Pennine Way Stage 12: Middleton-in-Teesdale to Dufton

Published 4 November 2015

Petting stone sheep statues that are stood on a wall, near Middleton-in-Teesdale

Whatever way you cut up the Pennine Way, chances are you’re going to end up with a monster of a day of walking at some point. Indeed, the very first day on the trail – heading out of Edale – is a compulsory 16 mile hike, whereas the last section from Byrness to Kirk Yetholm comes in at 25 miles, unless you can cadge a lift or are prepared to take an epic detour in order to reach some overnight accommodation.

For us, the walk to Dufton would be one of those walks. Twenty miles to do, and with a time limit. We simply had to get there before the last vestiges of sunlight disappeared at 6pm. Such is the joy of walking in October.

It need not have been thus. It’s perfectly possible to split the section up by taking a break at the village of Langdon Beck, which boasts a youth hostel and pub, and is just a short way off the trail. But almost inevitably we were up against the clock. We needed to race back to London the following day, and that meant we needed to finish reasonably close to a railway station. True, Dufton wasn’t exactly close to one, but a taxi would be able to take us to Penrith in roughly twenty minutes. So a long walk it was then and after an early breakfast from our obliging B&B landlady, we hit the road.

The River Tees, seen near Middleton-in-Teesdale.
The River Tees.

Most of the day would be spent with a watery accompaniment, as the Pennine Way followed the River Tees upstream towards its source. The river, which flows for eighty-five miles to the North Sea near Middlesborough, starts its journey on the slopes of Cross Fell.

For the first two miles or so out of Middleton-in-Teesdale, the path stayed a respectful distance away from the river, heading across fields instead, before finally joining a riverside path near a stretch of woodland. We wandered along happily, enjoying the opportunity to sample some non-moorland scenery. Large trees grew on both sides, giving the river a tranquil feel, despite its best efforts to crash noisily over rocks. The Tees seemed to be a river in a hurry; there was no time for it to relax. It just had to get to the sea, and clearly as fast as possible.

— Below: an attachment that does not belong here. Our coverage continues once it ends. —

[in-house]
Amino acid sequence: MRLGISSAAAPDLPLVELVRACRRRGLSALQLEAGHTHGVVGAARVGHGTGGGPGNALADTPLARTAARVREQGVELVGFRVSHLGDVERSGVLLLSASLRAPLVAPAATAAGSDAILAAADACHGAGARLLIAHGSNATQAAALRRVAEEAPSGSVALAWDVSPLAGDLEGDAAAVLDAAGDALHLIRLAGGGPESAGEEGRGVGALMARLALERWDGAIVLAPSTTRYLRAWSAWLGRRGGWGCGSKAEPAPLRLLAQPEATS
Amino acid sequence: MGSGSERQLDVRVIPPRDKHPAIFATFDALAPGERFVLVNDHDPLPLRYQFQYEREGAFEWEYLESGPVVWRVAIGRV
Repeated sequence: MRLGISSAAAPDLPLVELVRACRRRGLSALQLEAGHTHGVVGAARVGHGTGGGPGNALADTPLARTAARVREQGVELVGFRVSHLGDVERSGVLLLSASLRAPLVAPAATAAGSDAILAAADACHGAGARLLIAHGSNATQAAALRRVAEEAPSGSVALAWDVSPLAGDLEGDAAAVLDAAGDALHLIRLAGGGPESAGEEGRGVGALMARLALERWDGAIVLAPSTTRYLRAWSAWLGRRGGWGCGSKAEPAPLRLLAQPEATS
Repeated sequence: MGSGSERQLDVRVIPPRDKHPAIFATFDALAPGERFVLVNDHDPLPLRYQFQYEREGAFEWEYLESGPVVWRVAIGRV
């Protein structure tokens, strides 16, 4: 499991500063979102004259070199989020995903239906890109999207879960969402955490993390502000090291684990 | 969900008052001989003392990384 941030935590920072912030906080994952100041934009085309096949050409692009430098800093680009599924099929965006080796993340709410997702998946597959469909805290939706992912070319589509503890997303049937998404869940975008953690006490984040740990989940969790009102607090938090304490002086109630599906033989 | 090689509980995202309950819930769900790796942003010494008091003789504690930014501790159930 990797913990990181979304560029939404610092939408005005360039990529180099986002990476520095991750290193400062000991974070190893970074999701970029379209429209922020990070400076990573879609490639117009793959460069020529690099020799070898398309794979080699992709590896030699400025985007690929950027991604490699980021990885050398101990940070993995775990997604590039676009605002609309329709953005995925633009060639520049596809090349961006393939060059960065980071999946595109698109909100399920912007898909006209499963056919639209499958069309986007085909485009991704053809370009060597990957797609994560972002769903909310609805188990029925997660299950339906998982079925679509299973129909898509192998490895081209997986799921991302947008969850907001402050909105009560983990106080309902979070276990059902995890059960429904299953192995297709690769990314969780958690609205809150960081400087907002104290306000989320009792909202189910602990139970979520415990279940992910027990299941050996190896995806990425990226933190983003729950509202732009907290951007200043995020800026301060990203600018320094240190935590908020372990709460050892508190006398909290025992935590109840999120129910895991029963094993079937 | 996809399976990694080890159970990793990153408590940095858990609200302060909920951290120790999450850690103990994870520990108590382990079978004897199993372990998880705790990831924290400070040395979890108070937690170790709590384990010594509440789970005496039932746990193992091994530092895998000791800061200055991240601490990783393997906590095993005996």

There were few places where this was more apparent than Low Force waterfall where the water plunges down a five and a half metre drop. There was even a chance to get a cracking view of the water courtesy of Wynch Bridge, a narrow suspension bridge which was first opened in 1830. A sign warned that only one person should try crossing the bridge at any time, and woe betide any large groups that tried to all go on at the same time as the county council certainly wouldn’t be held responsible for whatever madness then ensured. The bridge certainly swayed badly enough with just one of us on it, and I dreaded to think how it might be if more tried to cross at the same time.

Low Force waterfall on the River Tees
Low Force waterfall.

Low Force was but a mere warm up to what was further upstream. High Force is a far bigger waterfall, with the water plunging down 21m. And whilst its height may be less than that of Hardraw Force which we’d seen a few days earlier, High Force certainly packs its punch with sheer impact. The water crashes and thunders down, spraying enthusiastically as it reaches the bottom, and can get on its way.

High Force certainly knew how to put on a show, and we sat down at a convenient vantage point with a biscuit in hand, and watched it do what it did best. On the other side of the river it’s possible to drive up, park your car – for a fee – and wander to a viewing area to see the waterfall and as we sat a couple did just that. But their reward for doing so was merely to see the waterfall from the bottom, looking up. From where we were, I had no doubt that the best view was on our side of the river. With no road access, those on foot had, without doubt, been rewarded for their efforts.